DBRS sees debt mountain as high, but manageable
DBRS analysis published this week views in a positive light both the reduction of nonperforming loans by Cypriot banks and the government’s strategy for their further reduction.
However it said the reduction in NPLs has been largely driven by the corporate sector.
It said the decline in household NPLs, which account for more than half of total NPLs, has been more limited, but DBRS expects “further progress.”
The ratings agency also expects “the fiscal impact from the enhanced NPL strategy to be manageable.”
“After an expected rise in 2018, the government debt-to-GDP ratio is projected to decline from next year.”
DBRS acknowledges that while NPLs in Cyprus have continued to decline they “remain at elevated levels.”
“The government’s proposed enhanced NPL strategy is aiming to materially reduce total NPLs generally and address household NPLs specifically.”
But authors of the commentary are under no illusion that the task ahead to slash the debt mountain “could be challenging.”
“Even with the enhanced NPL strategy, reducing NPLs to moderate levels will take time,” the agency warned.
Referring to Cypriot banks, the ratings agency said that the high level of NPLs continues to constitute their great vulnerability adding that their profitability also remains weak.
Local banks’ Common Equity Tier 1 (CET1) has dropped to 15% in 2017 from 16% in the previous year but remains above the EU average while further consolidation of banks’ balance sheets could possibly their levels of capitilisation.
“The banking system’s coverage ratio (the stock of provisions relative to NPLs) has increased from 38.8% in June 2016 to 47.3% in December 2017. This overall ratio is now in line with the EU average.”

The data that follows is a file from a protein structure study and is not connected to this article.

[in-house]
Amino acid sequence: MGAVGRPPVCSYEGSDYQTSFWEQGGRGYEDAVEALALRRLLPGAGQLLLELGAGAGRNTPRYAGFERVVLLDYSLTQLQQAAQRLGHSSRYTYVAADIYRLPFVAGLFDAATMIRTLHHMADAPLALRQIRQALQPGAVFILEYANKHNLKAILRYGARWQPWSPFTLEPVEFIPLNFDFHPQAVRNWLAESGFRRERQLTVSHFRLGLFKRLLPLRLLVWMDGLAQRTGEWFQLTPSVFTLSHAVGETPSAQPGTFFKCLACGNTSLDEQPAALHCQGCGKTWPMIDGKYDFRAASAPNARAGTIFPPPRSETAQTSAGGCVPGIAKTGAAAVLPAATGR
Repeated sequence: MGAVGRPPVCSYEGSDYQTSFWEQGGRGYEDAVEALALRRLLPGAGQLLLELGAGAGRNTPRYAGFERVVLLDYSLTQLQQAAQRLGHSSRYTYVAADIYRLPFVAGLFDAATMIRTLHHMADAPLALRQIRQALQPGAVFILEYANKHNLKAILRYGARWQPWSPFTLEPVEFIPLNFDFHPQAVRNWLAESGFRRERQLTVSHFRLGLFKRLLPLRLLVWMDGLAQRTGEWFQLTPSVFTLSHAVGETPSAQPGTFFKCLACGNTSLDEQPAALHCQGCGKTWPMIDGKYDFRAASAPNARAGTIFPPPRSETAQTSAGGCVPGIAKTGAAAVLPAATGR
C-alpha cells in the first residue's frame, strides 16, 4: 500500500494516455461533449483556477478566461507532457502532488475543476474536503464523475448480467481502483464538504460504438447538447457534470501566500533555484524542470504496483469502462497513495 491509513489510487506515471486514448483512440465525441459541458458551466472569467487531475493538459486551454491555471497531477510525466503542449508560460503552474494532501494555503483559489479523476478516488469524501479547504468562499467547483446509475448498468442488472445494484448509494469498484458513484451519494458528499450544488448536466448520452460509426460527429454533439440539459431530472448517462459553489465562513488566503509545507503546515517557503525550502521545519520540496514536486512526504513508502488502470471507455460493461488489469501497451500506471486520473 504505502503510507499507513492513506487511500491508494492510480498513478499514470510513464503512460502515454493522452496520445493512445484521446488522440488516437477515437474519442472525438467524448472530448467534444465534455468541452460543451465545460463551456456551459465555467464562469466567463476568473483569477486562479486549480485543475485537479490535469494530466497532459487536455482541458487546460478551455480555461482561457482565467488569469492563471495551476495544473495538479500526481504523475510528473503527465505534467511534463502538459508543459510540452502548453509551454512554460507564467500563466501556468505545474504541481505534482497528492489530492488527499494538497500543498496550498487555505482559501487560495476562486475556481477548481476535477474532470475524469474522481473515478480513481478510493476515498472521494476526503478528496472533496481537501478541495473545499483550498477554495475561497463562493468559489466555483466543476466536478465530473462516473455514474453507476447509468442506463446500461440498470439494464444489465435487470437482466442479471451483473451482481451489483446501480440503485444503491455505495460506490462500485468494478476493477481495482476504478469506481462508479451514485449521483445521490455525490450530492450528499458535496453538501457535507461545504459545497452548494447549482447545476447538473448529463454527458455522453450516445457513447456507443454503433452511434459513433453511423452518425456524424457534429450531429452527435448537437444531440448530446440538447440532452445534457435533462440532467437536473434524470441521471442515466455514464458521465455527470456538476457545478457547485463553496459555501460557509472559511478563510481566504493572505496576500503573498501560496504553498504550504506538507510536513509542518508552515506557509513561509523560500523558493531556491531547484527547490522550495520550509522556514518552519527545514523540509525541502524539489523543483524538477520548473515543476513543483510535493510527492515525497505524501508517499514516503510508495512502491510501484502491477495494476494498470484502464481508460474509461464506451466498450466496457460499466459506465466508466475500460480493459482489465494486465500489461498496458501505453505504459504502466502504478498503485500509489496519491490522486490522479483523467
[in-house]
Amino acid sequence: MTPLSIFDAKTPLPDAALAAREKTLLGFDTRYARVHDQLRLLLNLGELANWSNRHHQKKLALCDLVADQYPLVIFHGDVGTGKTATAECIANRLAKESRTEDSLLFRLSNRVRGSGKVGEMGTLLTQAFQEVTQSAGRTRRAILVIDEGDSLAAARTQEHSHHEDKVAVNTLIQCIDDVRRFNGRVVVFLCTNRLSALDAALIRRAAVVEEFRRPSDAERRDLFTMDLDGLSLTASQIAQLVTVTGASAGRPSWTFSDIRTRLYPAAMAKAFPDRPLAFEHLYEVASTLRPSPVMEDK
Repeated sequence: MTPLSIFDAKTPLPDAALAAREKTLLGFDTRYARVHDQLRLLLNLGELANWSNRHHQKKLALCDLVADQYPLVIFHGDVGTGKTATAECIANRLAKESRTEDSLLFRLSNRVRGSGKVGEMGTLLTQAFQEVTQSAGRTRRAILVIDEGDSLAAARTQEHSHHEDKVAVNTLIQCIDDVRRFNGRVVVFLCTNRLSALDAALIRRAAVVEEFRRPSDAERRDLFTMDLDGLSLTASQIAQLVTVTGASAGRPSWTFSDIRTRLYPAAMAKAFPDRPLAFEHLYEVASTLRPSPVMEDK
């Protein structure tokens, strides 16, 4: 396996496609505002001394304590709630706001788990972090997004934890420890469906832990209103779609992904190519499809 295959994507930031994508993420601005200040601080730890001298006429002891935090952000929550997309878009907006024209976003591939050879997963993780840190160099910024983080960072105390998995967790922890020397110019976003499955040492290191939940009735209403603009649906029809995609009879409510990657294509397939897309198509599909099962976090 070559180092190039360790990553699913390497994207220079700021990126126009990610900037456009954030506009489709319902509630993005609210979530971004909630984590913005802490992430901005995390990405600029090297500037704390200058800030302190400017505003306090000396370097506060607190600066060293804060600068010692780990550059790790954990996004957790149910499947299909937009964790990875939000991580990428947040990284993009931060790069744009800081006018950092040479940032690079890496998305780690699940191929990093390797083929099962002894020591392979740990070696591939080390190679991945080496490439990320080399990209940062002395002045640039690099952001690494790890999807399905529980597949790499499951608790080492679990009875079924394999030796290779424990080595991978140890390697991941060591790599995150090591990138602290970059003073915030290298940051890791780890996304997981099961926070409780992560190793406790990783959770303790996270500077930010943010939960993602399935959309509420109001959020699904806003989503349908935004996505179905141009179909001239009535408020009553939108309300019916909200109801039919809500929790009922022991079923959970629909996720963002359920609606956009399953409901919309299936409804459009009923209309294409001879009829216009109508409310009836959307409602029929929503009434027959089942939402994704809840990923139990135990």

DBRS said NPLs in the Cypriot banking system accounted for 42.5% of total loans in December 2017 and ranked the second highest in Europe after Greece, whilst it has recorded a small drop from its peak in May 2016 of 49% of total loans. The percentage of loans 90 days in arrears dropped to 32.6% from 37.5%.
Reduction of NPLs is mainly due to a drop in business NPLs, which account for 45% of total NPLs and fell between April 2015 and December 2017 by 36% mainly due to the restructurings of large companies’ loans.
It noted a slow drop in household NPLs which account for 53% of total NPLs, noting that from February 2015 until December 2017 they fell by just 16%.
DBRS said the construction sector has contributed significantly in businesses NPL reduction.
“Construction has posted a major contribution to the reduction of NPLs. The construction sector, which accounts for about 25% of corporate outstanding loans and almost one third of corporate NPLs, has seen its stock of NPLs drop by 43% from its peak. The decline of NPLs in real estate activities has also been material. “